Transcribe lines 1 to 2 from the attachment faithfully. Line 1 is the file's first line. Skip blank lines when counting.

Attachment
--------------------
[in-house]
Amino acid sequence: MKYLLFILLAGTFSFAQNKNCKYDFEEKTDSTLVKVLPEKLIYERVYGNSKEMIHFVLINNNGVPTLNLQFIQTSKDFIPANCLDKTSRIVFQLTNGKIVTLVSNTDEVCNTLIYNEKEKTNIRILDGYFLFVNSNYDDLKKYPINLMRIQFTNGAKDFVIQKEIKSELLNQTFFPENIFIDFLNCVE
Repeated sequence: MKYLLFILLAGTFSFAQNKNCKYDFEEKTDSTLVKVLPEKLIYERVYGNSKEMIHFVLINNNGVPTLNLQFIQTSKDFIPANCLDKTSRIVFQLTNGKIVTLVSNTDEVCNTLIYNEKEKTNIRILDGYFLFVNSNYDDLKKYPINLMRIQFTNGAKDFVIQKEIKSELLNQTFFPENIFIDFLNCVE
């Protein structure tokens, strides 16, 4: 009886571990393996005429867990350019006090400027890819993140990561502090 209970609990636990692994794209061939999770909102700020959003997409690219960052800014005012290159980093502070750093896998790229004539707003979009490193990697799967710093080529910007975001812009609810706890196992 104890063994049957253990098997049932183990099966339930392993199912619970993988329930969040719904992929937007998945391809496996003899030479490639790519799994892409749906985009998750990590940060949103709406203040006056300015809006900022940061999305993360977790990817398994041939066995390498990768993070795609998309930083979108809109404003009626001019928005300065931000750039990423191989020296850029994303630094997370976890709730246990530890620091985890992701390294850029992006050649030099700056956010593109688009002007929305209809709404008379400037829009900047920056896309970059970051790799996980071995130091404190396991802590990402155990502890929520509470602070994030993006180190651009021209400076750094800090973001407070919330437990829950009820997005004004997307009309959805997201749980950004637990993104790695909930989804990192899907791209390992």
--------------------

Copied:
[in-house]
Amino acid sequence: MKYLLFILLAGTFSFAQNKNCKYDFEEKTDSTLVKVLPEKLIYERVYGNSKEMIHFVLINNNGVPTLNLQFIQTSKDFIPANCLDKTSRIVFQLTNGKIVTLVSNTDEVCNTLIYNEKEKTNIRILDGYFLFVNSNYDDLKKYPINLMRIQFTNGAKDFVIQKEIKSELLNQTFFPENIFIDFLNCVE